Kerala is the best place in India to die, says BBC!

Today, about 100 nurses, 50 doctors and 300 non-profits groups are involved in palliative care in Kerala. The movement in Kerala gained steam in the 1990s

All terminally ill patients have the right for good quality end-of-life care. Such patients should have access to palliative care, which focuses on managing pain and discomfort caused by serious illnesses like cancer, HIV and stroke.

Sadly in India, most people who need palliative care simply don’t get it and die in excruciating pain. The country is ranked 67 out of 80 countries in a study released last year comparing end-of-life care.

Kerala has more palliative care centres than the rest of the country put together!

However, our Kerala is an exception. Kerala has more palliative care centres than the rest of the country put together and its extensive programme is supported by thousands of volunteers who give up their time to help those who are terminally ill, bedridden or nearing the end of their lives. These volunteers assist specially trained physicians and nurses treating patients at home. They check for bedsores, deliver food, and often just listen and chat.

What makes Kerala unique is that morphine is available in Kerala’s hospitals and at homes for patients who need it.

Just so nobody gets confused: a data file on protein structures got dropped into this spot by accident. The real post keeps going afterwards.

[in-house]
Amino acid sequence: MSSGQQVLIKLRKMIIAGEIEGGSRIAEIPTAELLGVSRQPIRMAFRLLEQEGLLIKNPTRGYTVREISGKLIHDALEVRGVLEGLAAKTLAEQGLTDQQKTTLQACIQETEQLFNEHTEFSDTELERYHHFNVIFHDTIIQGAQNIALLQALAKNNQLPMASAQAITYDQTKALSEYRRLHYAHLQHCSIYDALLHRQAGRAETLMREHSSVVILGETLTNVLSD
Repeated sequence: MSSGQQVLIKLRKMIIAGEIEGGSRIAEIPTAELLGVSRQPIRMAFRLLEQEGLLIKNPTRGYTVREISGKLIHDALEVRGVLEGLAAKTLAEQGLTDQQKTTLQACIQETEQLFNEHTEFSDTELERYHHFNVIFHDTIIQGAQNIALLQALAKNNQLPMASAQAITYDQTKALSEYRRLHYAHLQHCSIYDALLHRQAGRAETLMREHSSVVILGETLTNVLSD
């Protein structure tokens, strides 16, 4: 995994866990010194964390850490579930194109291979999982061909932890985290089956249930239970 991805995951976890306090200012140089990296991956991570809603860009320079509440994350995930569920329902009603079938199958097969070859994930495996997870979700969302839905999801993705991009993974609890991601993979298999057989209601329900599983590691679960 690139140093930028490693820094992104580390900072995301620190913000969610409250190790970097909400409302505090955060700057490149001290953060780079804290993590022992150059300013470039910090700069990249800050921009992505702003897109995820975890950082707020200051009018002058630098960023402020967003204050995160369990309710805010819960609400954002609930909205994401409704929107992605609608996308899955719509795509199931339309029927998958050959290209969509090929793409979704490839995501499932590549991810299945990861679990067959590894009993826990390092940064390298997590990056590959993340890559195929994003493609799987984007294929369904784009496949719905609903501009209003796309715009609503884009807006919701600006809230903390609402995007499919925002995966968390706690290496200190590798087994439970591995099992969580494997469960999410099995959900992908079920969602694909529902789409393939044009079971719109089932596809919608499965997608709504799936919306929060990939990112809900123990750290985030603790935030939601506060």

Today, about 100 nurses, 50 doctors and 300 non-profits groups are involved in palliative care in Kerala. The movement in Kerala gained steam in the 1990s.

Photo by Atish Patel, BBC

Photo by Atish Patel, BBC

What makes Kerala unique is that morphine is available in Kerala’s hospitals and at homes for patients who need it. Morphine is the drug that is used to treat severe pain but is highly restricted in India over fears of addiction and misuse. ¬†Morphine is helpful for patients who are not terminally ill but suffer chronic pain.

In Kerala, access is vastly better because the state changed its narcotic regulations almost 20 years ago.

The irony is that India is the leading global producer of legal opium and almost all of it is exported to the West. In 2014, in what was seen as a major step forward, the parliament amended national law to simplify procedures for doctors to prescribe morphine, but it has so far had little impact on the ground, experts say.

Photo by Photo by Atish Patel, BBC

Photo by Photo by Atish Patel, BBC

In Kerala, access is vastly better because the state changed its narcotic regulations almost 20 years ago.

Although other states in India have largely failed to provide access to effective painkillers and palliative care, particularly in rural swathes, initiatives are slowly emerging outside of Kerala.

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